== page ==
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 [BibTeX] [Marc21]
Trustworthy speaker recognition with minimal prior knowledge using neural networks
Type of publication: Thesis
Citation: Muckenhirn_THESIS_2019
Year: 2019
School: Ecole polytechnique fédérale de Lausanne (EPFL)
Address: Switzerland
URL: https://infoscience.epfl.ch/re...
DOI: 10.5075/epfl-thesis-7285
Abstract: The performance of speaker recognition systems has considerably improved in the last decade. This is mainly due to the development of Gaussian mixture model-based systems and in particular to the use of i-vectors. These systems handle relatively well noise and channel mismatches and yield a low error rate when confronted with zero-effort impostors, i.e. impostors using their own voice but claiming to be someone else. However, speaker verification systems are vulnerable to more sophisticated attacks, called presentation or spoofing attacks. In that case, the impostors present a fake sample to the system, which can either be generated with a speech synthesis or voice conversion algorithm or can be a previous recording of the target speaker. One way to make speaker recognition systems robust to this type of attack is to integrate a presentation attack detection system. Current methods for speaker recognition and presentation attack detection are largely based on short-term spectral processing. This has certain limitations. For instance, state-of-the-art speaker verification systems use cepstral features, which mainly capture vocal tract system characteristics, although voice source characteristics are also speaker discriminative. In the case of presentation attack detection, there is little prior knowledge that can guide us to differentiate bona fide samples from presentation attacks, as they are both speech signals that carry the same high level information, such as message, speaker identity and information about environment. This thesis focuses on developing speaker verification and presentation attack detection systems that rely on minimal assumptions. Towards that, inspired by recent advances in deep learning, we first develop speaker verification approaches where speaker discriminative information is learned from raw waveforms using convolutional neural networks (CNNs). We show that such approaches are capable of learning both voice source related and vocal tract system related speaker discriminative information and yield performance competitive to state of the art systems, namely i-vectors and x-vectors-based systems. We then develop two high performing approaches for presentation attack detection: one based on long-term spectral statistics and the other based on raw speech modeling using CNNs. We show that these two approaches are complementary and make the speaker verification systems robust to presentation attacks. Finally, we develop a visualization method inspired from the computer vision community to gain insight about the task-specific information captured by the CNNs from the raw speech signals.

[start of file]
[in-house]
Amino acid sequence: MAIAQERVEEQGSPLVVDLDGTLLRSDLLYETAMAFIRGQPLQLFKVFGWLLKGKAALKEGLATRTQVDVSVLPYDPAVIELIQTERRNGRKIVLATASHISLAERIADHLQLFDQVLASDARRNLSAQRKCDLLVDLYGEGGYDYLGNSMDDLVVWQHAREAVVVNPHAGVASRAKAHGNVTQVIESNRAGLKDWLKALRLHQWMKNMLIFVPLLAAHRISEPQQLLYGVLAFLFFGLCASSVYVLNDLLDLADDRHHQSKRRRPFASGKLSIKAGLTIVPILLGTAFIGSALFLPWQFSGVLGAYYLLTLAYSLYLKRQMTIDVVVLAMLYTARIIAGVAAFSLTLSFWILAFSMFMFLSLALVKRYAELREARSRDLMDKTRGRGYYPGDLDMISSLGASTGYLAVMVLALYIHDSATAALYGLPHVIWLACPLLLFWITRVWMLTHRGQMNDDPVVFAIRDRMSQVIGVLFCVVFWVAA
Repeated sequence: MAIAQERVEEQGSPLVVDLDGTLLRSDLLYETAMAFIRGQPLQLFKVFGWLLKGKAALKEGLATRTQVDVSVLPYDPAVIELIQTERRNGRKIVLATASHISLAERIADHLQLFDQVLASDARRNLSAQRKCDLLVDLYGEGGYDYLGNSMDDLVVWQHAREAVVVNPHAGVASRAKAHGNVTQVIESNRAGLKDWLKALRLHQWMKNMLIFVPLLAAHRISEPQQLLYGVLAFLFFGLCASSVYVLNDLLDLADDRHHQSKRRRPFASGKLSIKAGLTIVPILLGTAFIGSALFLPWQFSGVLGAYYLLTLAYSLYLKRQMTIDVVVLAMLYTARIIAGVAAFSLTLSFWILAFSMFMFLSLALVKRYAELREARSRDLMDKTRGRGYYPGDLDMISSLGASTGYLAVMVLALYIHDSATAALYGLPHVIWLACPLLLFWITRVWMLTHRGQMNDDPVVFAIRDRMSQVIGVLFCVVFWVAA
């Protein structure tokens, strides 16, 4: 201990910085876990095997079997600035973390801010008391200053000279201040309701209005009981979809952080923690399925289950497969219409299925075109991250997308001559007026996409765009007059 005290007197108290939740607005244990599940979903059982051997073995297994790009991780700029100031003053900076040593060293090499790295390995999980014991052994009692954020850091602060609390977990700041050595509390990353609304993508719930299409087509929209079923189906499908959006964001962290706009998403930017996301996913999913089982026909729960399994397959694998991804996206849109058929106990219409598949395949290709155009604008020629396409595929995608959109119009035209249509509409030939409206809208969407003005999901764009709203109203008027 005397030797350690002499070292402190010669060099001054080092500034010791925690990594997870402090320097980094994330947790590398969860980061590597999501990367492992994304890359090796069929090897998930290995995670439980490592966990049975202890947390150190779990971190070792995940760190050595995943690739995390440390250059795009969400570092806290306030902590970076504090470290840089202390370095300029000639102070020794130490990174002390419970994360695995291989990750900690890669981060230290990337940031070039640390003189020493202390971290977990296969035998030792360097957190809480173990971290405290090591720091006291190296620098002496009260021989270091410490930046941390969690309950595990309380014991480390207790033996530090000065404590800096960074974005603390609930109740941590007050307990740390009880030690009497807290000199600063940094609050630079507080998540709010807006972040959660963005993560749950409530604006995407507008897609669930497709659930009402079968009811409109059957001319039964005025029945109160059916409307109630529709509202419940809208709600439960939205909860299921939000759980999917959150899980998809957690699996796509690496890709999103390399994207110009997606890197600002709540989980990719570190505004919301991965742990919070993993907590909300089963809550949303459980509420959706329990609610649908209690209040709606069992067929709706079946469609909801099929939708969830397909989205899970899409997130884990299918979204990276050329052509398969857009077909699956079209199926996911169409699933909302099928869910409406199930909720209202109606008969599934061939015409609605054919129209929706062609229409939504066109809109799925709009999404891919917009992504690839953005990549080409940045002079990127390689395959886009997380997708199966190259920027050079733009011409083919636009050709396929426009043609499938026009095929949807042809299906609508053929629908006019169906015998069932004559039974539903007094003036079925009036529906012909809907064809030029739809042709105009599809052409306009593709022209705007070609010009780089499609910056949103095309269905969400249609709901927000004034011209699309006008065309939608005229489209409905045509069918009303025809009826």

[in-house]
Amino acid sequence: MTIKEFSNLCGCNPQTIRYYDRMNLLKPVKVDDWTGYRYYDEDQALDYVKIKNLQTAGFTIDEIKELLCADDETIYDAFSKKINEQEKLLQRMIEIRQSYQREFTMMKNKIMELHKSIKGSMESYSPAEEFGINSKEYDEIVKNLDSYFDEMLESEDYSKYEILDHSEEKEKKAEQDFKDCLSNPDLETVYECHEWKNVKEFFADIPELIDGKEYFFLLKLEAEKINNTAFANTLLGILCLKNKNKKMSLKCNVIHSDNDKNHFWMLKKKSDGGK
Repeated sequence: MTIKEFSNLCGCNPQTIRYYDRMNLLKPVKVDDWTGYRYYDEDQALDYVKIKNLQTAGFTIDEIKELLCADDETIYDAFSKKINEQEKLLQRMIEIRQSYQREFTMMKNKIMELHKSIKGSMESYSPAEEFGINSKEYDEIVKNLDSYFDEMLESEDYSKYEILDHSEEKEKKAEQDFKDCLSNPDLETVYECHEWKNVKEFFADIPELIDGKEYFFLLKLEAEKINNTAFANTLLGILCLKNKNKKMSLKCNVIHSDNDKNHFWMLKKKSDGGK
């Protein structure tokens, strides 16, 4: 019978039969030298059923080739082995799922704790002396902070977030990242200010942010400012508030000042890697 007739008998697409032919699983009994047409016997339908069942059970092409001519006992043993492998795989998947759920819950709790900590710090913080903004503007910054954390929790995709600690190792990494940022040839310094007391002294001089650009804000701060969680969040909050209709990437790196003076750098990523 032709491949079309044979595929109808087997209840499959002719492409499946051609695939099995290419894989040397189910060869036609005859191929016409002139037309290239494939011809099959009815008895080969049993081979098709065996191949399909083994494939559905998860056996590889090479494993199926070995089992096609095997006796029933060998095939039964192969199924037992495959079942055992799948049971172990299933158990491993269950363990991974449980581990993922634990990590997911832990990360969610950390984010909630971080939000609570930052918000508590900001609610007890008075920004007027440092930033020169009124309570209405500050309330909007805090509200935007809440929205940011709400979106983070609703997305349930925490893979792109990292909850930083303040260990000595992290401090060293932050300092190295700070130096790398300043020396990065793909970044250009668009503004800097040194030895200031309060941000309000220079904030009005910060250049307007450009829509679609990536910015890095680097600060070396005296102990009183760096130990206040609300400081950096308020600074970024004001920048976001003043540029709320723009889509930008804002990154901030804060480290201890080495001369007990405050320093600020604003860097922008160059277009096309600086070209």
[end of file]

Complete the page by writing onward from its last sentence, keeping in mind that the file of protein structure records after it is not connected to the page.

Keywords: Convolutional Neural Networks, gradient-based visualization, Presentation Attack Detection, raw waveforms, speaker recognition
Projects Idiap
Authors Muckenhirn, Hannah
Added by: [UNK]
Total mark: 0
  • Muckenhirn_THESIS_2019.pdf